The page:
Dollar Edges Lower But Well Supported on Rise in Risk Aversion

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Dollar Edges Lower But Well Supported on Rise in Risk Aversion
Credit: © Reuters.

By Geoffrey Smith 

Investing.com -- The dollar edged lower in early Friday dealings in Europe but remained well supported after another sharp selloff in U.S. equities on Wednesday damped risk appetite around the world.

By 3 AM ET (0800 GMT), the dollar index , which tracks the greenback against a basket of advanced economy currencies, was down 0.1% at 95.67, but was still on course for a gain of around 0.5% over a week that has been dominated by fears of inflation, higher interest rates and, latterly, signs of a soft patch for the U.S. economy due to the Omicron variant of Covid-19.

Initial jobless claims surged to their highest level in three months last week, while earnings disappointments from the banking sector and, on Thursday, Netflix (NASDAQ: NFLX ) have cast doubt on the prevailing growth narrative of the last couple of years.

Geopolitical concerns are also keeping risk appetite limited, with U.S. President Joe Biden warning on Wednesday that he expects Russia to invade neighboring Ukraine again. Secretary of State Anthony Blinken meets with his Russian counterpart Sergey Lavrov for talks later Friday to defuse the situation. The Russian ruble was unchanged at 76.64 to the dollar but is down over 3.5% this week.

The European day got off to a gloomy start, as the U.K. recorded a sharp drop in both retail sales and consumer confidence, amidst surging Covid cases and household energy costs. The GfK confidence index fell to its lowest level since February while retail sales fell 3.7% on the month in December. November's figures were also revised down.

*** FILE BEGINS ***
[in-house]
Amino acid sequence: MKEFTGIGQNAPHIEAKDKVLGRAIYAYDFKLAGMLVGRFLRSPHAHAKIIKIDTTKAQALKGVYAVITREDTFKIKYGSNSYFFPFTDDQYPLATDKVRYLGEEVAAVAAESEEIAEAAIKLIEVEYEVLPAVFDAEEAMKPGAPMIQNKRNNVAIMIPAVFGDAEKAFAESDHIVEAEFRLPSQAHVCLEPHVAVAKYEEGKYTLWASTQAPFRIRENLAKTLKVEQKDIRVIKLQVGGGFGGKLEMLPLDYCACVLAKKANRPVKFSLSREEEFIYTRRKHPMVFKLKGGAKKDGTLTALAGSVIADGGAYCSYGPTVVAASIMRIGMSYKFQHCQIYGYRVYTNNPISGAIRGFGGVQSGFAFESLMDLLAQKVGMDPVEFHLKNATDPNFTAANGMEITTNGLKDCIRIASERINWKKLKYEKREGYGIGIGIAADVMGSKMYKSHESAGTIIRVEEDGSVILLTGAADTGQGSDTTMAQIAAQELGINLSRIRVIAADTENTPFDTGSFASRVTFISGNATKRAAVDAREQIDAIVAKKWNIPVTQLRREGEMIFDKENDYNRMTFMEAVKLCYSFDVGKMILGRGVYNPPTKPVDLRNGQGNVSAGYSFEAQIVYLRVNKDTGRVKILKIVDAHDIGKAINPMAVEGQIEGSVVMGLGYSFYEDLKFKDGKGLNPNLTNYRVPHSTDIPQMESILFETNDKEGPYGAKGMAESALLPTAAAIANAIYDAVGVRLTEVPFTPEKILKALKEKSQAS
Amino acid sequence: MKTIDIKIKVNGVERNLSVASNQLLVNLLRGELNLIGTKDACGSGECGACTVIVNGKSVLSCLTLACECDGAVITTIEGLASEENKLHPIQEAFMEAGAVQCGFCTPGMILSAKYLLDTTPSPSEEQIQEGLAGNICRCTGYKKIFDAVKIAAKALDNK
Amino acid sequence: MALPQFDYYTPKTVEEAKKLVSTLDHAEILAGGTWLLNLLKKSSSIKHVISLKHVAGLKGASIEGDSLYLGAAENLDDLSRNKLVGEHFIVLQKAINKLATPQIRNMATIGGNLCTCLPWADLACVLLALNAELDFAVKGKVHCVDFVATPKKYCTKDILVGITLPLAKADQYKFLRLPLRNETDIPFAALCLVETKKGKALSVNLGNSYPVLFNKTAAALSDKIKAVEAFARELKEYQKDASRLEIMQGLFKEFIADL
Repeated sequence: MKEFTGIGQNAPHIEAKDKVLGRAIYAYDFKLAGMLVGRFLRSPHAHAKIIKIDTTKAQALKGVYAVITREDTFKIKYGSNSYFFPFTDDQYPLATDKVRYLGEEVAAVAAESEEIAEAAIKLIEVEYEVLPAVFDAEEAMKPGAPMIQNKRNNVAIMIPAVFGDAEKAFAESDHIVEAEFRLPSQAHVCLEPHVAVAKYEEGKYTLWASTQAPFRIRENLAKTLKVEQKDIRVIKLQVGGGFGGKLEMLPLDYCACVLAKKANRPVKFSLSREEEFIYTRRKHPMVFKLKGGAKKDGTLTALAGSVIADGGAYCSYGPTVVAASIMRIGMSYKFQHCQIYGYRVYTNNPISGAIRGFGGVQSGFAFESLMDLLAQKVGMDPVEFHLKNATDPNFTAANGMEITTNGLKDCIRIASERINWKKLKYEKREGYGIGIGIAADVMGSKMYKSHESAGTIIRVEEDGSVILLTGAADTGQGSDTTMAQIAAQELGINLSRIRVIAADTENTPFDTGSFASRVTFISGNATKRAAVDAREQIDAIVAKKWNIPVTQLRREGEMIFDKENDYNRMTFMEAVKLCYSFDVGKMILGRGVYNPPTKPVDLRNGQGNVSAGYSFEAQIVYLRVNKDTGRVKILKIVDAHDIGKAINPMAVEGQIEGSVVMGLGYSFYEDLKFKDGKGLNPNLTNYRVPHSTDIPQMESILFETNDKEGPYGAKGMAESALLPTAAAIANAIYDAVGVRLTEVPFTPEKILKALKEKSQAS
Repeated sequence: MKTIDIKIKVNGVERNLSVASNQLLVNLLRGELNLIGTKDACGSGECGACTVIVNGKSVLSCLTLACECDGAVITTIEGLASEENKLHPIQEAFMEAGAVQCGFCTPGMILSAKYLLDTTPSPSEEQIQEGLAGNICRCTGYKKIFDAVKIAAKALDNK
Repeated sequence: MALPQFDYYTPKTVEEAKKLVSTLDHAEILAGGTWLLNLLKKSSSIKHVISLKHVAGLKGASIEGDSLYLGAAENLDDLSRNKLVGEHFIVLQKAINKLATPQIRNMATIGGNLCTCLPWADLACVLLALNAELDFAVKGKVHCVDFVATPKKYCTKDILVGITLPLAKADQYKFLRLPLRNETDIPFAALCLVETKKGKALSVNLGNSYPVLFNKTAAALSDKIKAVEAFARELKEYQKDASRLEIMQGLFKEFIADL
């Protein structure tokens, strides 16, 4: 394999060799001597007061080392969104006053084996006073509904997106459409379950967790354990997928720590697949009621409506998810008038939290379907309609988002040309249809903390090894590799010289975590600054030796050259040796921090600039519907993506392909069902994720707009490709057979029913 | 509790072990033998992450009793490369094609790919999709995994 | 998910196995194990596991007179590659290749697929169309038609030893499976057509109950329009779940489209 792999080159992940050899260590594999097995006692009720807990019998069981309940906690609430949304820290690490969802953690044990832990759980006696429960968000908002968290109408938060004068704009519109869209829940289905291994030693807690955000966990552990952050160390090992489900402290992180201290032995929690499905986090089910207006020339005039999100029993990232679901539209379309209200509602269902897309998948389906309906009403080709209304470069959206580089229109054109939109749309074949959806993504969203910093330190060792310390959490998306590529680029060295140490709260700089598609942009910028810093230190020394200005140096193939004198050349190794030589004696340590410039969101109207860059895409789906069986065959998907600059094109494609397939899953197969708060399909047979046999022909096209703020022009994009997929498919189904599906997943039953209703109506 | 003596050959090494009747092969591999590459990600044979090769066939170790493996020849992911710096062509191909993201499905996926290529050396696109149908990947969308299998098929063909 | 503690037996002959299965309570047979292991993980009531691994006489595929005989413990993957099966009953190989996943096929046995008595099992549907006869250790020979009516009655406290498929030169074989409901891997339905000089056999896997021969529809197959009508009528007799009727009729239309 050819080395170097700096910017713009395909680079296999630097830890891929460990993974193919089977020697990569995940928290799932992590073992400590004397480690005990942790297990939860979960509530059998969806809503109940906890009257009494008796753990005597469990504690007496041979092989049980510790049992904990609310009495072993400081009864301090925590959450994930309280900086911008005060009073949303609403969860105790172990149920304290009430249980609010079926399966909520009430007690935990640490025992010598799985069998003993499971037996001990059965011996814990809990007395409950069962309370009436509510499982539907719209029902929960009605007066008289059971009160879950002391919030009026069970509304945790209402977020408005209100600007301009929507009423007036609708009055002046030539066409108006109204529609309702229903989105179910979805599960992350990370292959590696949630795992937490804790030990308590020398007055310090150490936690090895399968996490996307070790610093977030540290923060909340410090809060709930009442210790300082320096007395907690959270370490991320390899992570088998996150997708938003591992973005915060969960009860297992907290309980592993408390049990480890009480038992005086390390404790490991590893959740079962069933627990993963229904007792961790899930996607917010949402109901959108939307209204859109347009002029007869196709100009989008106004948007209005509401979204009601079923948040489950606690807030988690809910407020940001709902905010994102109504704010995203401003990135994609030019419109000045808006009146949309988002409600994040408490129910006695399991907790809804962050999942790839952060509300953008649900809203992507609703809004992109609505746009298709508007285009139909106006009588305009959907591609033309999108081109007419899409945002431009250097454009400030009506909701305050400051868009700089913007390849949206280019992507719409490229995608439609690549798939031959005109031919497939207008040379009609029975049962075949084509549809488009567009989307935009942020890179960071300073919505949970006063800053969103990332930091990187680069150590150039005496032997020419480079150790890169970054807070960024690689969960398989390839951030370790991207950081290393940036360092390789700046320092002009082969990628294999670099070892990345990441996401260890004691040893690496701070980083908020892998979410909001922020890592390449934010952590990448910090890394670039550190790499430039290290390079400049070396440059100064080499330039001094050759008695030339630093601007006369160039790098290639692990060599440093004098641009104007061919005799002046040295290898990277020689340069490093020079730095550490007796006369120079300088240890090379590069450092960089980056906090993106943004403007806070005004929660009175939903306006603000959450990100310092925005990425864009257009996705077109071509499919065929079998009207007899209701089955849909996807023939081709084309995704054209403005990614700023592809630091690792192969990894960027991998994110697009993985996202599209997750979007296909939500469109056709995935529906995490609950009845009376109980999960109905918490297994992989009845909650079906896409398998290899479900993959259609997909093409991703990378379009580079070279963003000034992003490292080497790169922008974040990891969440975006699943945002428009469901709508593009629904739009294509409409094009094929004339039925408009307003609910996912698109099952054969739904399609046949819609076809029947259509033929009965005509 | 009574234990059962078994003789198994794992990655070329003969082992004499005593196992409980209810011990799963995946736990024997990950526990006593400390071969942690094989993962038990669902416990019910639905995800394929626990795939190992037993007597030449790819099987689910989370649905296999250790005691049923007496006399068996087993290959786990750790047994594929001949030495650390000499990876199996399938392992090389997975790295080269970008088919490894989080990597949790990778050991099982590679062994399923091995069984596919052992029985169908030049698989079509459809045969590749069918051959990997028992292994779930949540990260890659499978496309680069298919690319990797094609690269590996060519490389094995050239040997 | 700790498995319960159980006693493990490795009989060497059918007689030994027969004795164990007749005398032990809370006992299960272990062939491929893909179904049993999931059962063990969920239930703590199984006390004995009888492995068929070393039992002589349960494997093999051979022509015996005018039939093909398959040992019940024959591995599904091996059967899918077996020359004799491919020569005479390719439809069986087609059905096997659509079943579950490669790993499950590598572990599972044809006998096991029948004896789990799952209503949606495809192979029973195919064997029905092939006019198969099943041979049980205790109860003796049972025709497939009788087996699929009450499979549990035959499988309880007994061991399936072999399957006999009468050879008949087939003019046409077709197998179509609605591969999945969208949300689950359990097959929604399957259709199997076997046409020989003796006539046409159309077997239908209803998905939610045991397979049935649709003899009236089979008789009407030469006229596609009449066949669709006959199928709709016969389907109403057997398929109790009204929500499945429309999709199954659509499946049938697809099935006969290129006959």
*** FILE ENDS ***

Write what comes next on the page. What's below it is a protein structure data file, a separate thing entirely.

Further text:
Analysts said the figures likely reflected a change in spending patterns due to the pandemic, with consumers having completed their Christmas shopping earlier than usual due to fears of product shortages. October's sales had been exceptionally strong.

"Total consumer spending may not decline this year, given high savings levels and room for some further catch-up in certain services categories," said ING economist James Smith in a note to clients. "But retail looks more vulnerable, particularly after two years of above-average spending on goods. The latest fall in consumer confidence is a potential warning sign."

The pound fell 0.2% to $1.3565 and was also down 0.4% against the euro in response. The euro, meanwhile, was up 0.2% at $1.1362, having lost 1.5 cents against the dollar in the last week as the gap between ECB policy and that of the Federal Reserve widens. ECB President Christine Lagarde again pushed back against calls for an early rise in interest rates in a keynote speech on Thursday, despite headline inflation running over 5% in the Eurozone, its highest since the creation of the single European currency.

 

 

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